St. Thomas church featured in Episcopal national magazine

Published 12:27 pm Thursday, March 2, 2023

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Editorial Director
St. Thomas Episcopal Church’s integration of bluegrass music into its worship program was featured in the March edition of The Living Church magazine.
The story, written by Lauren Anderson Cripps, noted how in recent years St. Thomas has focused on integrating bluegrass music into the Anglican liturgy, and how the resonance of the two traditions has helped revitalize the parish.
Father Timothy Holder, rector at St. Thomas, in the article shared that when he arrived at the church in 2015 the weekly attendance at the church had ebbed to a low. “After his earlier career in state and national politics and subsequent work as a priest in Alabama, New Jersey, and New York, Holder’s call to serve St. Thomas marked a homecoming for the Elizabethton native,” the article reads.
Holder noted that while in New York, he spearheaded a liturgy infused with hip-hop – a project that drew teens and young adults to his South Bronx parish.
When he returned to East Tennessee he wondered what it would be like to embrace Appalachian music and the spirit of its people in the context of Episcopal liturgy?
St. Thomas’s earliest foray into what Holder calls “liturgical bluegrass” happened in 2017 when Holder invited several local artists and musicians to join St. Thomas for midnight Christmas Mass, “resulting in an eclectic mix of mountain gospel, African American gospel, and traditional Methodist music all within the frame of the 1982 Hymnal and Common Prayer.” Holder shares in the article that he considers that evening a turning point for the parish.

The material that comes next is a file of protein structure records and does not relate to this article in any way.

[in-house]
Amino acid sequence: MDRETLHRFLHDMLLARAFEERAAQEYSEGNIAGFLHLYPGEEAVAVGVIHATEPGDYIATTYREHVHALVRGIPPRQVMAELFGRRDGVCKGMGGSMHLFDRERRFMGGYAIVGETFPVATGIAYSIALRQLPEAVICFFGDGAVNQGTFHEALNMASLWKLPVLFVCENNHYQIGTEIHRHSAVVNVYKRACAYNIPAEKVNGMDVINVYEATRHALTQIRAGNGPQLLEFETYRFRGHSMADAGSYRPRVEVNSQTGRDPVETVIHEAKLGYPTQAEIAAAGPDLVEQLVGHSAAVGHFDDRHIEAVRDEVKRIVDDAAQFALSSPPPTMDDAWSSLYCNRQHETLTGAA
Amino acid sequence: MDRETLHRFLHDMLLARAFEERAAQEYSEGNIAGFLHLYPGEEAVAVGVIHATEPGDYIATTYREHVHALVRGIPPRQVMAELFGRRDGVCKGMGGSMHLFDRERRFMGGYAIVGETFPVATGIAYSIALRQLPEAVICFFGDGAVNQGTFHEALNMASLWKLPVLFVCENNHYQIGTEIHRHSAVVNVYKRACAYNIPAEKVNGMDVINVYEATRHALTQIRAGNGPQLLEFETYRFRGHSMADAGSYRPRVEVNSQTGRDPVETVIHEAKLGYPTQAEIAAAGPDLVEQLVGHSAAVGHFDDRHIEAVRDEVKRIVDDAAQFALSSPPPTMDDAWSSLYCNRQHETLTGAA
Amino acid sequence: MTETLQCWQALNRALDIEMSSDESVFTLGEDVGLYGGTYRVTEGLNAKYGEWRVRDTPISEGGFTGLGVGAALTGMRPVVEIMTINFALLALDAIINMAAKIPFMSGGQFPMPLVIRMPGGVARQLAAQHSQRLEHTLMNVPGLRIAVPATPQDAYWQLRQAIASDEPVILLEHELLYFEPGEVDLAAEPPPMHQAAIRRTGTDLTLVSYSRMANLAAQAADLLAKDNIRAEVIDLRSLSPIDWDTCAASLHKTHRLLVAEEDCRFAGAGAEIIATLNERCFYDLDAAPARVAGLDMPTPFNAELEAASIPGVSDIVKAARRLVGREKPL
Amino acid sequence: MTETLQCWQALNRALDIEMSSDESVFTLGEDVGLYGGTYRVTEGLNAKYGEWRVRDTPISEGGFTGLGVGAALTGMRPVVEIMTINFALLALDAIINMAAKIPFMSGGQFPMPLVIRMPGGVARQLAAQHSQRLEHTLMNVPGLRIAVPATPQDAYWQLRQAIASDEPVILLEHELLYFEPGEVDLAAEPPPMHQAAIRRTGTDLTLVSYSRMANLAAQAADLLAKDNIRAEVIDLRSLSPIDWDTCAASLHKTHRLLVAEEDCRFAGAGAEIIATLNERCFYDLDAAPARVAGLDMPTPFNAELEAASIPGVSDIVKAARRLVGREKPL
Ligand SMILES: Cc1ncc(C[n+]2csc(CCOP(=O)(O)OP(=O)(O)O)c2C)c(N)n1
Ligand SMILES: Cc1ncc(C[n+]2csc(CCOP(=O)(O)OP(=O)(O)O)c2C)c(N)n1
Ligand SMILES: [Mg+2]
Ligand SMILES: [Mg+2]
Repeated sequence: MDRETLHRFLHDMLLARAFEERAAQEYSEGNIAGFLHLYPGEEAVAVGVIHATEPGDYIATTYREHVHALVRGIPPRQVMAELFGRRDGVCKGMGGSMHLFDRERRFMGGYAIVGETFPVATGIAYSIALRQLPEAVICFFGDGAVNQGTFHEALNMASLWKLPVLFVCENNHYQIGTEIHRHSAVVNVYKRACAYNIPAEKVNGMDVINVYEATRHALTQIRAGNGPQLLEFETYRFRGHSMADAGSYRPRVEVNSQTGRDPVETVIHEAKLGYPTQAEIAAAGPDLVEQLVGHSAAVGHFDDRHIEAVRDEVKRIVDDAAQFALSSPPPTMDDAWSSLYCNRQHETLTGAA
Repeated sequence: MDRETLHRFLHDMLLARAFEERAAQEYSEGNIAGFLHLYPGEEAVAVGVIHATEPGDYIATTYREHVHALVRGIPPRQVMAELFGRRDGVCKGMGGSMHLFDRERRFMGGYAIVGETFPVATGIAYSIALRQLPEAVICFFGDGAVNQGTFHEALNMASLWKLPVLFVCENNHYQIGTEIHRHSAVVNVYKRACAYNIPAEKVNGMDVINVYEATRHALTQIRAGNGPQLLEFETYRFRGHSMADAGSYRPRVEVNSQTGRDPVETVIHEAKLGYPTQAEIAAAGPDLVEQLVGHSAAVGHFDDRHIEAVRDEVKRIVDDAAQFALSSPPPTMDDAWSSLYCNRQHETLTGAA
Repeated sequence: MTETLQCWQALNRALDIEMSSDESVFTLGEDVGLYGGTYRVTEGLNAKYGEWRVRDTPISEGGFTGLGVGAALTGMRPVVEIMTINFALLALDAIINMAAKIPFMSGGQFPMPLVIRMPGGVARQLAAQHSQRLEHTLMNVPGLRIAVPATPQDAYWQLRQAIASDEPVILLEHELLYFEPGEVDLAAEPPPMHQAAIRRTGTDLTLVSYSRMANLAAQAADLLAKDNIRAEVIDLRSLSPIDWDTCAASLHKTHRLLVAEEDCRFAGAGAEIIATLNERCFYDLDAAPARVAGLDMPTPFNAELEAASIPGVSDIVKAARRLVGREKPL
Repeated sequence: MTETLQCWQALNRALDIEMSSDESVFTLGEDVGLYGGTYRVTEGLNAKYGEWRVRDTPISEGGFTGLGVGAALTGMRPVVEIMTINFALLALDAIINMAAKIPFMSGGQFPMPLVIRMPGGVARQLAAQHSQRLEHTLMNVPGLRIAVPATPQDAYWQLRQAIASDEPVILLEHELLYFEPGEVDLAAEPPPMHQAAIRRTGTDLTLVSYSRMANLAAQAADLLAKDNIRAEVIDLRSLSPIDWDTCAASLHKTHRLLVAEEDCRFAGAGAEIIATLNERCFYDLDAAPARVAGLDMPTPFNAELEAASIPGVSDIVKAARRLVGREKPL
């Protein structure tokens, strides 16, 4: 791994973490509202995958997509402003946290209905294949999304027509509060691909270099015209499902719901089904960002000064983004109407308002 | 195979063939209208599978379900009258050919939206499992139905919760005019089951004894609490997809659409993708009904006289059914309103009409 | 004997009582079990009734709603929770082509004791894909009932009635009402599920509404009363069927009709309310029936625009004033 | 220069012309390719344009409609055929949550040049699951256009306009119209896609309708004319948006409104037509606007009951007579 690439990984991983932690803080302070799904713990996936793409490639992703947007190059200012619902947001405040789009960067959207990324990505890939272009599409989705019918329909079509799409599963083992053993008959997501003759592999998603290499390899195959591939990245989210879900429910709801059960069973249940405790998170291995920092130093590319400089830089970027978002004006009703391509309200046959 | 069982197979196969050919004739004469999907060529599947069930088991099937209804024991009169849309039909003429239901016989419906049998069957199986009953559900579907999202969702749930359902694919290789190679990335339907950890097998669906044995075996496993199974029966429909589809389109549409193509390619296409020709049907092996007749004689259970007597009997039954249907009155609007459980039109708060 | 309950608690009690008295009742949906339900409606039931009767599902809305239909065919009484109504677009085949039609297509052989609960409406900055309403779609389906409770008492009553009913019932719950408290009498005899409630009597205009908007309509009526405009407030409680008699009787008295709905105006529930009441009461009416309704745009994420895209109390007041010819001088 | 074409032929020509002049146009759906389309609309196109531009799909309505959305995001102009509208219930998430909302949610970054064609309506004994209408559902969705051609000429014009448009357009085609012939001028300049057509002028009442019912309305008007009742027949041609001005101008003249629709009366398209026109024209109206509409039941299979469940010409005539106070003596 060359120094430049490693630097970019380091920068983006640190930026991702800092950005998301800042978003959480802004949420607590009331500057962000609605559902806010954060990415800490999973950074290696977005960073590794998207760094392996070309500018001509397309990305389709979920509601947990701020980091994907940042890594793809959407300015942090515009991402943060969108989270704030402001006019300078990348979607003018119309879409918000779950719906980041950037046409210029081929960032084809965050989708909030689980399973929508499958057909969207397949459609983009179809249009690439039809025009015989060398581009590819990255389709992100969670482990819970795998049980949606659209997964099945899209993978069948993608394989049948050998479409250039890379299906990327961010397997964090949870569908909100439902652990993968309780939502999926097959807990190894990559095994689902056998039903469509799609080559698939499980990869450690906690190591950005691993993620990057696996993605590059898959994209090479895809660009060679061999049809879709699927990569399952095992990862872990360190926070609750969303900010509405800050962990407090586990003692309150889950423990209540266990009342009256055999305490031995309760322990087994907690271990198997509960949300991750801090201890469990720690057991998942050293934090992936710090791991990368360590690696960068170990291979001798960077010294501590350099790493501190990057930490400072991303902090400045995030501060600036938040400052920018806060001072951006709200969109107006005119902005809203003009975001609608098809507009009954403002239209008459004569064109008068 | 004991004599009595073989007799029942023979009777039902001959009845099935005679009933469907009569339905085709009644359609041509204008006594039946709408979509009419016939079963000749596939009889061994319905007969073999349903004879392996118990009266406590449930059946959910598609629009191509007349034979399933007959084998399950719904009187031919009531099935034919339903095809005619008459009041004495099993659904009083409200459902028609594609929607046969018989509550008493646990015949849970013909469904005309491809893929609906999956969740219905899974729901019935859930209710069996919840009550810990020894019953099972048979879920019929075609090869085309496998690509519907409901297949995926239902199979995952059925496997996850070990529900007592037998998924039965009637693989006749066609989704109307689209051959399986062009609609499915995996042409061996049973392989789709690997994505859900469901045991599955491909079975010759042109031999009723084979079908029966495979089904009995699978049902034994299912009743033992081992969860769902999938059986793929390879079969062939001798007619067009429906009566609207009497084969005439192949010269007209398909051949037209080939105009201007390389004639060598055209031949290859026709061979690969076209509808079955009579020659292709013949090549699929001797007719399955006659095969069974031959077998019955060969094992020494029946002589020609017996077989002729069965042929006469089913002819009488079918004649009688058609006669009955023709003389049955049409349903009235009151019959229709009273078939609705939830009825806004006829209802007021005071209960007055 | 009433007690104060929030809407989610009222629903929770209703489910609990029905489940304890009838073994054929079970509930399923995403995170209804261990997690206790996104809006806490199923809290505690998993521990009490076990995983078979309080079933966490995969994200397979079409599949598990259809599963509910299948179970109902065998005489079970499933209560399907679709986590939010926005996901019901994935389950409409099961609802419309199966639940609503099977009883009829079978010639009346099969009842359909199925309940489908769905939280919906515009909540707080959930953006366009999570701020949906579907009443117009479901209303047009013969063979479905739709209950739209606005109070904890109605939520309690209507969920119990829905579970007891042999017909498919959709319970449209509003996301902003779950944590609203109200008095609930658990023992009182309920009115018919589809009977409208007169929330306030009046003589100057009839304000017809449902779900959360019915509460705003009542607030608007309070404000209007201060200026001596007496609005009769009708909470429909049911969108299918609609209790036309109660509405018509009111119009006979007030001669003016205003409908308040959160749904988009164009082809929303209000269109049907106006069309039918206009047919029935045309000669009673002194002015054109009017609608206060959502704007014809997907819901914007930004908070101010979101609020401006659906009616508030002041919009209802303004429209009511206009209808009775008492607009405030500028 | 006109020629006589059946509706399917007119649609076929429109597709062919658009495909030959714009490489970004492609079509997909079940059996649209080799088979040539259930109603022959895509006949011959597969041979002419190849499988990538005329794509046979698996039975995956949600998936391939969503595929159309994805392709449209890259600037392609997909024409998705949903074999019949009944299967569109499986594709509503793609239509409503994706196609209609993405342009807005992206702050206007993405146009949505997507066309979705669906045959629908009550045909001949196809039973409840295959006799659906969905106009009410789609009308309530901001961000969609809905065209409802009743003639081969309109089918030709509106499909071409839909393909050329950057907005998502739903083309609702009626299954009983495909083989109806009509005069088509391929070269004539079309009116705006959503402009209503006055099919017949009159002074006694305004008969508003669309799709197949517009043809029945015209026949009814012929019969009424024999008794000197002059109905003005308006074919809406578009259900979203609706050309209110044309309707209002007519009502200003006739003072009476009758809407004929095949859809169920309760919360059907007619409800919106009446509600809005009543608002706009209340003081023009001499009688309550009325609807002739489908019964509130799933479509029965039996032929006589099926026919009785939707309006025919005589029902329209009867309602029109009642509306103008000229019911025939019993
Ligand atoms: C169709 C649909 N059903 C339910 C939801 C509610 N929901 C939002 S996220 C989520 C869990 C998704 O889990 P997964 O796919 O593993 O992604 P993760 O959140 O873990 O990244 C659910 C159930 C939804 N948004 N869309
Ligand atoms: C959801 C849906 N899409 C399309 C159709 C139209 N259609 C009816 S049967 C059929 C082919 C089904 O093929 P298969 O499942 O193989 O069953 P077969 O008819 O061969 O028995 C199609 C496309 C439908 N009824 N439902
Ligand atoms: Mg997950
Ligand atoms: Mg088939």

Since then a concerted effort has been made to weave Appalachian music into the parish’s life. There was a trio of worship services in late 2018 and early 2029, then in 2018 the church hosted its Appalachian Evensong with Lessons and Carols in the Advent service. That service was followed by a midnight Christmas Mass and then a community celebration of the Rev. Dr. Martin Luther King, Jr. during Epiphany. Holder told the magazine writer “each service brought more musicians through the doors and more congregants into the pews.”
“Now five years into the endeavor, St. Thomas has settled into a rhythm of integrating bluegrass – some light banjo and fiddle – into the Sunday morning liturgy on the first week of each month and hosting Appalachian music services through the year,” the magazine article reads.
Holder said the intention has been for Appalachian music to be blended into the liturgy to lead congregants in worship, not to be a performance for the audience nor for entertainment.
“Over the years the parish has tapped into the region’s community of local musicians and artists, who have assembled into a loose affiliation dubbed the Doe River Ensemble…it’s whoever shows up said Holder of the ensemble,” the article shared.
The article noted that the parish’s membership has grown, largely thanks to Latinos in Elizabethton, because St. Thomas is a bilingual congregation.
Holder attributes the parish’s revitalization to the Episcopal Church’s welcoming ethos and the authenticity of Appalachian music.
Also, the cover of the magazine features a photo of Leslie Burrell and her children, Lucy, River, and Sawyer, as they participate in Appalachian ministries at St. Thomas Church.

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